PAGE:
5) Talk to your insurers (without losing your ‘cool’). Ask them to justify their value and how they calculated it. Then use your evidence to throw doubt on their value and justify your own value. REMEMBER – car dealers put excessive prices on the windscreens of the vehicles they have on their forecourt. This gives them some room for negotiation with both the price of the car they sell and the trade in, if any. So don’t start with an inflated opinion of your own cars worth!! And remember, your insurers will only pay the market value of the car, not all the extras your local dealer will throw in such as the cost of the ‘free’ warranty.
If you are still not happy with any revised value given to you, you can complain to your insurers General Manager or submit your complaint through your insurers complaints procedure. With most insurers this will be the Insurance Ombudsman Bureau. The insurers will weigh up the cost to them of a case being reviewed externally against the disputed values. The chances are that, unless you are being unreasonable, you will win. Any review will again look at the ‘book values’ so don’t expect to receive more than the guides quote.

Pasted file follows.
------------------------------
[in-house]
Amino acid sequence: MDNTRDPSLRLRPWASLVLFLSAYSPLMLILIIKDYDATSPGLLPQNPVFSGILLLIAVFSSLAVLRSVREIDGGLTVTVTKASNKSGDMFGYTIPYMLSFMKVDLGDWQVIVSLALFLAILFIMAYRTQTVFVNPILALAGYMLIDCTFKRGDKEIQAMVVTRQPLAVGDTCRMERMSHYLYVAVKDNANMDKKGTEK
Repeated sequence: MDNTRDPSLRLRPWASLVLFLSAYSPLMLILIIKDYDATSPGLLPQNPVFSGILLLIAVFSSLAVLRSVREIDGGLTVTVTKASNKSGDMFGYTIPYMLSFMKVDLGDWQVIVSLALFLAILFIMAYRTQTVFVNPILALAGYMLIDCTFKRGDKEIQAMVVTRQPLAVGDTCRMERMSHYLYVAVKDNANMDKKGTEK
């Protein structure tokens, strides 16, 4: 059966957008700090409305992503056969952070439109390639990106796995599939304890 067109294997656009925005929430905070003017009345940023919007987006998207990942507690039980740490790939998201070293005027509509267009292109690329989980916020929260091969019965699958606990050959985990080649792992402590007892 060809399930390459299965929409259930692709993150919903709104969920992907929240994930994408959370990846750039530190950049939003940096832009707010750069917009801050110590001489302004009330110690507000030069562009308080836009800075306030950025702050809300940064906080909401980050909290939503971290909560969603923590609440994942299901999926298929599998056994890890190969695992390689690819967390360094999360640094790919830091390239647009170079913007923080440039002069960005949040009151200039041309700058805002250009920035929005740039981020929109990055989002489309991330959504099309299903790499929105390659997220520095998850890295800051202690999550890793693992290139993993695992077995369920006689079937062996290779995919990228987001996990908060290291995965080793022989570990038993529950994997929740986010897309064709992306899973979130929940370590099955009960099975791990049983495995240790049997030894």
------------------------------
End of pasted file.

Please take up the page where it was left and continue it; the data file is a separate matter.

Q : I kept the vehicle documents in the glove box – can you deal with the claim without them?

A : You must obtain duplicates. The V5 (registration document) can be obtained from the D.V.L.A. Forms are at your post office. The garage who did your MOT can supply a duplicate upon request. Needless to say there will be a charge for these. Without a V5 your insurer will not settle your claim. Without a current, valid, MOT, your insurers will still settle but will reduce your value. Would you buy a car over 3 years old that had no MOT and expect to pay the full price for it? Come on! Of course you wouldn’t – so don’t ask your insurer to. What if they won’t pay you more than the ‘insured value’? When you took your policy out, your insurer will have asked you for the value of your car. With the vast majority of cars that figure will not have influenced your premium. But it does influence the value you might receive for a total loss or theft claim. If you have undervalued your car so that the ‘insured value’ is less than the true value, your insurers will only pay out the ‘insured value’. My advice, if they do this, and provided the difference is not that great, kick up some fuss – assertively but gently. If you can show that the notified value was an error either by them or by you; there was no attempt to deceive them and that they have not been prejudiced in anyway by this ‘nondisclosure’ the chances are they will relent. If they don’t, you have learnt a lesson and you should change insurer to a more customer friendly one. Of course, if you are insured via an insurance broker then you can ask your broker to do all this for you. It is one of the advantages of having a broker – when you have a dispute with your insurer, they will usually take your side and can pull favours for you that you can’t pull when you insure with one of the direct insurers.